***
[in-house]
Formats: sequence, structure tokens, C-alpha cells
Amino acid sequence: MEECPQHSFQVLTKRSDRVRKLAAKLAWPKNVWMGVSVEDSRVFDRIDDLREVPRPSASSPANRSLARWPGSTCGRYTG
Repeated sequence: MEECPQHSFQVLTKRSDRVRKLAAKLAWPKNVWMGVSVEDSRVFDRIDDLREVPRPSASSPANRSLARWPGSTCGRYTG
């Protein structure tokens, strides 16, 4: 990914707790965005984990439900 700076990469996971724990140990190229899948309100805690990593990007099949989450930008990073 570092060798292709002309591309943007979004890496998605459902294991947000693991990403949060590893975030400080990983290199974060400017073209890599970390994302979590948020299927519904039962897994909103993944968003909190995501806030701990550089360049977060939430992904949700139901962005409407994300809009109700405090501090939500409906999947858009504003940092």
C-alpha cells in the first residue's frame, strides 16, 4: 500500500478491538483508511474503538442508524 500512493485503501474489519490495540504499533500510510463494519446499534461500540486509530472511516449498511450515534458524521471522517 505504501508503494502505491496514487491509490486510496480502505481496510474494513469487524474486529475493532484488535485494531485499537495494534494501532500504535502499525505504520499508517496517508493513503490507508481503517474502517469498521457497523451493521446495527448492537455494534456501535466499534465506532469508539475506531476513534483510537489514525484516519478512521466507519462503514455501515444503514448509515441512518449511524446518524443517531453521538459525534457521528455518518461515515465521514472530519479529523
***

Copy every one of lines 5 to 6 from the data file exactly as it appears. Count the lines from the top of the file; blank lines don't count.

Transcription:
């Protein structure tokens, strides 16, 4: 990914707790965005984990439900 700076990469996971724990140990190229899948309100805690990593990007099949989450930008990073 570092060798292709002309591309943007979004890496998605459902294991947000693991990403949060590893975030400080990983290199974060400017073209890599970390994302979590948020299927519904039962897994909103993944968003909190995501806030701990550089360049977060939430992904949700139901962005409407994300809009109700405090501090939500409906999947858009504003940092």
C-alpha cells in the first residue's frame, strides 16, 4: 500500500478491538483508511474503538442508524 500512493485503501474489519490495540504499533500510510463494519446499534461500540486509530472511516449498511450515534458524521471522517 505504501508503494502505491496514487491509490486510496480502505481496510474494513469487524474486529475493532484488535485494531485499537495494534494501532500504535502499525505504520499508517496517508493513503490507508481503517474502517469498521457497523451493521446495527448492537455494534456501535466499534465506532469508539475506531476513534483510537489514525484516519478512521466507519462503514455501515444503514448509515441512518449511524446518524443517531453521538459525534457521528455518518461515515465521514472530519479529523